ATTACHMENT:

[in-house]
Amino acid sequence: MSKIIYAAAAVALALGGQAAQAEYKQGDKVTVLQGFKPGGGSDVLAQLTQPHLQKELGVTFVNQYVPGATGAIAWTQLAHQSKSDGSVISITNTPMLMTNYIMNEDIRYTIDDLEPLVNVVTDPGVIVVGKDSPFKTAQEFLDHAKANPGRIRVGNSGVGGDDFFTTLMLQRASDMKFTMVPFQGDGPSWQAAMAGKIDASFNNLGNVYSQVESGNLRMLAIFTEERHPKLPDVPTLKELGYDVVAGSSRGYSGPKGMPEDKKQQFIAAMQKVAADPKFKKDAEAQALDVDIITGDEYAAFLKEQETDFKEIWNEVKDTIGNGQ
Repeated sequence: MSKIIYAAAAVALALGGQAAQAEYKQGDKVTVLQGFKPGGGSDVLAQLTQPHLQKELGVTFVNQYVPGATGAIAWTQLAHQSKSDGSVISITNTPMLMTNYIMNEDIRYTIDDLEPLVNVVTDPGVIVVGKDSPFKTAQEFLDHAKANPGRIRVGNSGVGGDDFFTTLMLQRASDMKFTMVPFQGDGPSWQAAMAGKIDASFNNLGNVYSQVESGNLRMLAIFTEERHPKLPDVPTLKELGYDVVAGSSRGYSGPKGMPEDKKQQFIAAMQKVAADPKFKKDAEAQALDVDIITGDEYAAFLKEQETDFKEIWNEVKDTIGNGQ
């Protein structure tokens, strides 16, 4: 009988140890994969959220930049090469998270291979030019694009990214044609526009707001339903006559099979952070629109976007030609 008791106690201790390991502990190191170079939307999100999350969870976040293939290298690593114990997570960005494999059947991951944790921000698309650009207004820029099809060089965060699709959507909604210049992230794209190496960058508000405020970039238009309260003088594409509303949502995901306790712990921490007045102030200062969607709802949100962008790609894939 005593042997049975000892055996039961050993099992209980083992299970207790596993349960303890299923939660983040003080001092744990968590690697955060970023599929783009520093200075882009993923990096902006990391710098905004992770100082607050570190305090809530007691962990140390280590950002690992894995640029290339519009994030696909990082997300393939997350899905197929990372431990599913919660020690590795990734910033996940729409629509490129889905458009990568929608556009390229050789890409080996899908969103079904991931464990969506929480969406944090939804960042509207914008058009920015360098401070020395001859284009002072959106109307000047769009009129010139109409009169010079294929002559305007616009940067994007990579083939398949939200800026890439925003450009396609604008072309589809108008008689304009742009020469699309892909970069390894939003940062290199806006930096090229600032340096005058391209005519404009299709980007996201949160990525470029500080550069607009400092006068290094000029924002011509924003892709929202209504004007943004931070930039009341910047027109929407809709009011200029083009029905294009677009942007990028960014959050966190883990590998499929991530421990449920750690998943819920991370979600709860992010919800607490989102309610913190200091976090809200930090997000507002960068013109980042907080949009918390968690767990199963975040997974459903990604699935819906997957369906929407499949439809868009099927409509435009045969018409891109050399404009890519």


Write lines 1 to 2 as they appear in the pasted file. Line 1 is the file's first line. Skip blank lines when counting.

[in-house]
Amino acid sequence: MSKIIYAAAAVALALGGQAAQAEYKQGDKVTVLQGFKPGGGSDVLAQLTQPHLQKELGVTFVNQYVPGATGAIAWTQLAHQSKSDGSVISITNTPMLMTNYIMNEDIRYTIDDLEPLVNVVTDPGVIVVGKDSPFKTAQEFLDHAKANPGRIRVGNSGVGGDDFFTTLMLQRASDMKFTMVPFQGDGPSWQAAMAGKIDASFNNLGNVYSQVESGNLRMLAIFTEERHPKLPDVPTLKELGYDVVAGSSRGYSGPKGMPEDKKQQFIAAMQKVAADPKFKKDAEAQALDVDIITGDEYAAFLKEQETDFKEIWNEVKDTIGNGQ